My Relationships

Hatred and Forgiveness

On February 28th, 1944 Nazi soldiers broke into the house of Corrie ten Boom and arrested her with her entire family for hiding Jews in their family home. The Nazis sent Corrie and her sister to Ravensbrück concentration camp where Corrie’s sister died. Corrie was released from the camp and made it a mission to travel the world speaking on God’s mercy and forgiveness in the face of hatred. One day after giving a talk, a man walked up to Corrie. She recognized him as one of the Nazi soldiers at Ravensbrück concentration camp. This man had treated Corrie as less than human. This man had let her sister die. This same man walked up to Corrie, looked her in the eyes and said… Will you forgive me?

Corrie was silent. Standing there she thought forgiveness is not an emotion… forgiveness is an act of the will, but she could not forgive him. He let her sister die. He had done such evil things! At that moment she prayed, “Jesus, help me!… I can lift my hand. I can do that much.” She lifted her hand and shook his. She said to this former Nazi soldier, “I forgive you, brother!… With all my heart!

“Hatred is like drinking a poison and then waiting for the other person to die.”

What Corrie chose to forgive seems unforgivable. The reality is we live in a broken world. There are people in our lives that have hurt us, maybe are continuing to hurt us in some way. There are people who have betrayed us, embarrassed us, treated us so poorly. How can we possibly forgive, in the face of such anger? How can we find peace in the middle of such hurt?

Like Corrie, we need God’s help to forgive. Christ longs to help us carry the burdens of pain and suffering as He suffered on the cross. Corrie knew that holding on to anger was a recipe for hatred. She knew that this hate was harmful to herself, to her relationship with God. She knew and witnessed that when people hold onto hate, they die spiritually.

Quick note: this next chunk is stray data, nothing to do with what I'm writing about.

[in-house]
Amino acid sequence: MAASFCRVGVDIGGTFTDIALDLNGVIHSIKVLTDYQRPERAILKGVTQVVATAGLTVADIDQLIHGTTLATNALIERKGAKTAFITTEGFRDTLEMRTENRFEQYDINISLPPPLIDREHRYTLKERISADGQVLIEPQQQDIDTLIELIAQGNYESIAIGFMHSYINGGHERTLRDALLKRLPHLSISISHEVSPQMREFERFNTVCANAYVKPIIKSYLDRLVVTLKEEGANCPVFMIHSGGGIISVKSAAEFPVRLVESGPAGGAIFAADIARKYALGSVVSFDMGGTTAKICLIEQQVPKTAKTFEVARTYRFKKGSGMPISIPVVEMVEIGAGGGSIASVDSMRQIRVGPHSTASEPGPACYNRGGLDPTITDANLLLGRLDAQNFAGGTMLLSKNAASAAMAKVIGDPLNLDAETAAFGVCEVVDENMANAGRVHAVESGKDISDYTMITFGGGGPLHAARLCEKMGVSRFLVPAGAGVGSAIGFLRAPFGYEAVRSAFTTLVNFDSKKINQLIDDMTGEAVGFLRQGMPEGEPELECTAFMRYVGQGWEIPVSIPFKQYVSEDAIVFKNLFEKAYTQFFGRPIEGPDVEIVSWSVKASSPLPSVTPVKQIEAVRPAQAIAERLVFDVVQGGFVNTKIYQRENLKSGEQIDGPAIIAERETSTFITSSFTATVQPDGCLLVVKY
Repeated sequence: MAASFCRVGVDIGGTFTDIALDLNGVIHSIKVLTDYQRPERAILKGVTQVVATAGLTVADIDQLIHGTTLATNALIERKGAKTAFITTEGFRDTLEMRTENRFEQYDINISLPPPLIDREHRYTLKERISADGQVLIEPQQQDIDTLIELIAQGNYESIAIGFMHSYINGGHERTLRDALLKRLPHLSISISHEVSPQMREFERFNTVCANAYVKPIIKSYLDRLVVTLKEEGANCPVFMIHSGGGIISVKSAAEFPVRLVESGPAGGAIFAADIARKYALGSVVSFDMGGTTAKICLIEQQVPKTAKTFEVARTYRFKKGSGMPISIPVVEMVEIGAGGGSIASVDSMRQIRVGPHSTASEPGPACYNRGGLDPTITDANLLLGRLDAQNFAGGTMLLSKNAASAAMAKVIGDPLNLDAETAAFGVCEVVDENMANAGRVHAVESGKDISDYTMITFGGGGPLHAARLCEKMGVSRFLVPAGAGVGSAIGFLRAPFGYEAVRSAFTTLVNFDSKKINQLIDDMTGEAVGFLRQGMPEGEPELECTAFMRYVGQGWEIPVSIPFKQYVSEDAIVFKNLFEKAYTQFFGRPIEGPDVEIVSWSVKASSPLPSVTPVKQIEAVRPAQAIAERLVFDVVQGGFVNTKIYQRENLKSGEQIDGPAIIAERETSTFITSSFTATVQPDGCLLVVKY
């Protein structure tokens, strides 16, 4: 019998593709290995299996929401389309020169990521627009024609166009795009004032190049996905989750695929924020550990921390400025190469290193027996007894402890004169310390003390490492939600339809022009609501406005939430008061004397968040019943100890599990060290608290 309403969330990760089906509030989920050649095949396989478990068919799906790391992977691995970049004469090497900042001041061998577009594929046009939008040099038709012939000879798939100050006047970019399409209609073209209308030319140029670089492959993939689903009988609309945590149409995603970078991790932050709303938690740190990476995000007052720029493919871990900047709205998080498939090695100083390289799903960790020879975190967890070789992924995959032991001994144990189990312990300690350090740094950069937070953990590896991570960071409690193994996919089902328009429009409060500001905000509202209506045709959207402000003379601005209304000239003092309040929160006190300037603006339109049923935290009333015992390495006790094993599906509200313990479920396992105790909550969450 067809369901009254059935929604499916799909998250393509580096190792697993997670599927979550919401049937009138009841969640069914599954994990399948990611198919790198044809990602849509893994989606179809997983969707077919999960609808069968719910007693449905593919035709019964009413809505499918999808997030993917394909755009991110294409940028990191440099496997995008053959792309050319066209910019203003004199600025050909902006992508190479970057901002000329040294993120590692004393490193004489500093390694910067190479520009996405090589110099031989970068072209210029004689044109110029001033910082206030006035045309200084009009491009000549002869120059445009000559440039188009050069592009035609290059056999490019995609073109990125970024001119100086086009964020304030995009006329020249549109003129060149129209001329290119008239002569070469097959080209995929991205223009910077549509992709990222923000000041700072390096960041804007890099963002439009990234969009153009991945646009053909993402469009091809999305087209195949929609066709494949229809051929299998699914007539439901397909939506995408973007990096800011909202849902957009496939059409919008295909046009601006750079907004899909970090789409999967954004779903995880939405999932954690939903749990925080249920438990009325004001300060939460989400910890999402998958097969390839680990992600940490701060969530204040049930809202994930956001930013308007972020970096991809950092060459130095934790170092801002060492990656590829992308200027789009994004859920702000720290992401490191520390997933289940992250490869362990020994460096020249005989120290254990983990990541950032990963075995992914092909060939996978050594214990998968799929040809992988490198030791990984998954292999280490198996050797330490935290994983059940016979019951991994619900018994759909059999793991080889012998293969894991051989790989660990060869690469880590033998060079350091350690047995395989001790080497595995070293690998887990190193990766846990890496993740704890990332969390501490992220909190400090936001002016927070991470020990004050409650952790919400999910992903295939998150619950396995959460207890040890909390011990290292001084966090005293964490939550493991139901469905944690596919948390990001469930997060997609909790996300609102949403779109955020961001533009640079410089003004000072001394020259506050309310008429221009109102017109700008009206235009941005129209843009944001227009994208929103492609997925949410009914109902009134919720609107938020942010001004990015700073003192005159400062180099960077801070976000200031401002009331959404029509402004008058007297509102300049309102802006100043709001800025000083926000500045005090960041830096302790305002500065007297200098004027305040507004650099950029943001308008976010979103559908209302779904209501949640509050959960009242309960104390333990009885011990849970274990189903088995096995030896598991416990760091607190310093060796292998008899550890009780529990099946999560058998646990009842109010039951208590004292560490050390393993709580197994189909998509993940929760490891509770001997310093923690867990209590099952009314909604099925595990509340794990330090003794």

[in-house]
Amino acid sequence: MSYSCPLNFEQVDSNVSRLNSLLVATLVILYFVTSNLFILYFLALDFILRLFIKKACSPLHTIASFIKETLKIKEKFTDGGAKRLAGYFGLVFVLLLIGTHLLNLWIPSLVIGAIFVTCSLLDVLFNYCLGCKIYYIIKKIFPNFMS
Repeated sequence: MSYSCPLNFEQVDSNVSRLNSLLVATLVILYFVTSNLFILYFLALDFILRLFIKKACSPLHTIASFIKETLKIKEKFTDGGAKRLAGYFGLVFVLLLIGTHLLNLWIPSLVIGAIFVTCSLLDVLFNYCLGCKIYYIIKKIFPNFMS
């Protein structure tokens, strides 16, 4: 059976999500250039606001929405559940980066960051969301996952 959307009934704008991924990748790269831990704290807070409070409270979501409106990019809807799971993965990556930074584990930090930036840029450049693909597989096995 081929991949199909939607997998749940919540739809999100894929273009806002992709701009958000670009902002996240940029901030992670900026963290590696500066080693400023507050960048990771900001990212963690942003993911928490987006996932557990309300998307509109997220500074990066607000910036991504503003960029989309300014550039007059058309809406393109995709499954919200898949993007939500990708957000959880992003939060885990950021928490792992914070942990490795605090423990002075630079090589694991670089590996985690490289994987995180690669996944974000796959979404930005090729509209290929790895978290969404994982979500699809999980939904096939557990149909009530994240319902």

Not a Waste

Contrary to cliches, forgiving does not mean forgetting. Christ does not want you to just forget about hurt, abuse, injustice and return those same unhealthy situations or relationships. Forgiving doesn’t mean pretending that nothing happened. Quite the opposite, forgiveness means accepting and learning from what has happened. It means giving Christ permission to come into the hurt and anger, to use this suffering for good to happen. God doesn’t cause bad things to happen, but He does make beautiful things come out of suffering. Our hurt and anger don’t go to waste when we forgive. In fact, when we invite God into this cross our hurt, anger, and sadness are even transformed to help us become the people God calls us to be.

Emotions Do Matter

As humans we are emotional. God gave us emotions as signals to point us to what is important to us. God calls us to look at and understand our hurt and anger. Jesus wept, he got angry, He was emotional. Jesus shows us that our emotions are important and a part of our humanity. One of the first steps to forgiveness is simply recognizing our emotions and letting God into them. Naming how we are feeling means that we are not a slave to our feelings. Accepting our emotions and realizing that God gives us the ability to work within them gives us options to begin healing.

To Be Free

Like Corrie’s story, maybe what has happened in your life seems unforgivable. Maybe there is so much hurt, anger and pain. Even in the face of suffering Christ longs to give you peace and freedom that is found in forgiveness. Christ longs to come into your heart and give you the grace to take those small, real steps towards forgiveness today: